- The organization does not have the resources, capacity or the capabilities (or access to them) to match the objective. Execution requires capital, talent, expertise, process and infrastructure (not necessarily in that order). Doesn’t matter if you’re talking about enterprise, business unit, brand, marketing, IT or HR — even the most brilliant strategy falls apart when overly optimistic decision-makers underestimate what it’s going to take and overestimate the availability of people, dollars and skills. A detailed review of what is needed and an objective assessment of what is available must be part of the planning process – not a hurried and clumsy afterthought once the light has turned green.
- The strategic plan disregards the brand-customer relationship and marginalizes the customer experience. This ensures the strategy is at odds with what core customers want and expect from the brand. (Not a good idea). Despite paying lip service to the needs of the customer, it’s surprising how frequently decision makers are willing to risk brand dilution and customer alienation in pursuit of new strategic possibilities. They downplay the impact of an off-brand initiative and seriously overestimate the upside. Not only does it confuse and anger customers, it frustrates and demotivates the front-line employees who have to deal with them. That doesn’t mean organizations can’t enter new markets, launch new products, pursue new customer segments or try something bold or out of the box. It does mean that the strategic planners must carefully consider the long-term implications for every aspect of the brand and customer experience before committing to any strategic direction or initiative.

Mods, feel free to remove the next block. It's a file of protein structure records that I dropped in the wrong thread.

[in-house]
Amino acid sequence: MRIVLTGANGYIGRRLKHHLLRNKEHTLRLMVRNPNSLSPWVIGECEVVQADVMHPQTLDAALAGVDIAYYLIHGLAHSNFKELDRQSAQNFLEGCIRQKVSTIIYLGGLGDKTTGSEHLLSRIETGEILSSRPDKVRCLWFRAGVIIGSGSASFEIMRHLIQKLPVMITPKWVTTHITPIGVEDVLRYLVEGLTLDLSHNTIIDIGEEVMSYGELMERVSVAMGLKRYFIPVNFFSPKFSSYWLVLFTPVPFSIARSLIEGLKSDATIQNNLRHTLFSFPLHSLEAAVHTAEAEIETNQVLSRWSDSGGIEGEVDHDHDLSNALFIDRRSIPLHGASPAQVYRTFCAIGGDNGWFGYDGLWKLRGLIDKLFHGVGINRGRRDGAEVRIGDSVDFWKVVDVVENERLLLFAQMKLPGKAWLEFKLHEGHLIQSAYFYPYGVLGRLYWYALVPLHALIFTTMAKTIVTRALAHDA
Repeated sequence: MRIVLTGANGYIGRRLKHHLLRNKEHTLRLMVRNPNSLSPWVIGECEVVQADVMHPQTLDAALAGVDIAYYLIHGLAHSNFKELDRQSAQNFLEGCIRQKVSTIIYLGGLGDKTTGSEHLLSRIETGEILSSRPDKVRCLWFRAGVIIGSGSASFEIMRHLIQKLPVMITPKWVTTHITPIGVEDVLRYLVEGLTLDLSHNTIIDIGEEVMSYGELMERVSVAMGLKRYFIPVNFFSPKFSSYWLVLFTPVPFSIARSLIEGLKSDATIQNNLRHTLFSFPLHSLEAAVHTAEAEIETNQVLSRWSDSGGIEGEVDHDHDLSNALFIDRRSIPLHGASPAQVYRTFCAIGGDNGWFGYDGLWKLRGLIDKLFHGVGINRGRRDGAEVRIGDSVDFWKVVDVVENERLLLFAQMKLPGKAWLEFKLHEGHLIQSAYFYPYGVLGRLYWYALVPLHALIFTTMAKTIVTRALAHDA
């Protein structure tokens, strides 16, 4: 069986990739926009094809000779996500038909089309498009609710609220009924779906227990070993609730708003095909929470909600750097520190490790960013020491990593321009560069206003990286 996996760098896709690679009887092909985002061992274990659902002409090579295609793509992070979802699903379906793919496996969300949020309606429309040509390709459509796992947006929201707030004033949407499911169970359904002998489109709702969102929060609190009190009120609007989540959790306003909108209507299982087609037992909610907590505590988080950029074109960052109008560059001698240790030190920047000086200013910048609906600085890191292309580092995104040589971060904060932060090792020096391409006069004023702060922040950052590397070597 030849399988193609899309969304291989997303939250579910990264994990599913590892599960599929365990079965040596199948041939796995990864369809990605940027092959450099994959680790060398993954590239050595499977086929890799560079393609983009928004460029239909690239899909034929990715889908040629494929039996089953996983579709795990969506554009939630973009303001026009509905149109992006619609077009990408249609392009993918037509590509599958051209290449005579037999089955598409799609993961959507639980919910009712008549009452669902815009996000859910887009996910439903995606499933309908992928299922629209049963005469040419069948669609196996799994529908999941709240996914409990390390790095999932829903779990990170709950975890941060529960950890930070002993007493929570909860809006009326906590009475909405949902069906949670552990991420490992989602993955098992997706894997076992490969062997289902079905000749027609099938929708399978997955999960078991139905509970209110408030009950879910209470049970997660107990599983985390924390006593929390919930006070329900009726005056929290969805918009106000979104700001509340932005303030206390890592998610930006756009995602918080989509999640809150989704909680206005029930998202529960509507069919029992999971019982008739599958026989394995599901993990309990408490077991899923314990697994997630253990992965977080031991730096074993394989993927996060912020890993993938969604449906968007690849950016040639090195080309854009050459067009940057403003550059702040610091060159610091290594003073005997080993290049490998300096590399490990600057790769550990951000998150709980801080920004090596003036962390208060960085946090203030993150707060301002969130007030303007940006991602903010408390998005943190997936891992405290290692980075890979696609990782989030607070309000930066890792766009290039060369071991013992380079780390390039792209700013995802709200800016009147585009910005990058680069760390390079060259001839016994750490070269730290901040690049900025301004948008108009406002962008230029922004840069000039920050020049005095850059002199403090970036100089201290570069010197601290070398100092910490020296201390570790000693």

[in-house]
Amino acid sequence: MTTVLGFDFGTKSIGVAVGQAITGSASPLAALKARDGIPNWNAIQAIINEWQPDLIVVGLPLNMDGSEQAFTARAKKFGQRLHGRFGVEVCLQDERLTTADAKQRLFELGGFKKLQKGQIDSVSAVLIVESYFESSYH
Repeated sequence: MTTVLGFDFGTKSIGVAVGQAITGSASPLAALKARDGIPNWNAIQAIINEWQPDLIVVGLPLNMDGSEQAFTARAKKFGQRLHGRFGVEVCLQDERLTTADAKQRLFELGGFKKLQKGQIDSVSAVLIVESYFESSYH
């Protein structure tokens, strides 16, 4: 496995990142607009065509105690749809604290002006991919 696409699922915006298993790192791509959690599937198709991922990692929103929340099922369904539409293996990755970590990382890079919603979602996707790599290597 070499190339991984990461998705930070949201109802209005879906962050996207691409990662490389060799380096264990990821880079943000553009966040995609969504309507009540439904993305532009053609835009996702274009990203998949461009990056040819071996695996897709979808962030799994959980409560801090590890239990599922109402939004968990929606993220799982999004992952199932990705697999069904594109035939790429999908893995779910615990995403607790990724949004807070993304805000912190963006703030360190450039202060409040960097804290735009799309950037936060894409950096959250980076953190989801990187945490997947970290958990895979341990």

- Silos, turf protection and organizational in-fighting create resistance and divert resources from strategic initiatives. Heads may nod around the management table and create an illusion of alignment but beneath the surface of cultural cordiality swirls the undercurrent of dissent and protectionism. Once the meeting is over, the whispered backroom discussions determine the real agenda. Corporate politics are a fact of life and vigorous debate is essential to good strategy and good management. However, like contestants on a reality TV show, leaders who ignore the closed door conversations, hallway alliances, petty gamesmanship and internal posturing may realize too late that their strategic agenda has been defeated from the inside by the very people commissioned to implement it: we have seen the enemy and it is us.
Addressing these four symptoms early in the planning process reduces the potential for getting lost in the fog.
Of course every organization is different and every strategic plan has a unique set of challenges that make implementation difficult. Given the failure rate of strategy implementation it is obvious that the fog of strategy is nearly pandemic across the corporate spectrum. However, addressing these four symptoms early in the planning process reduces the potential for getting lost in the fog.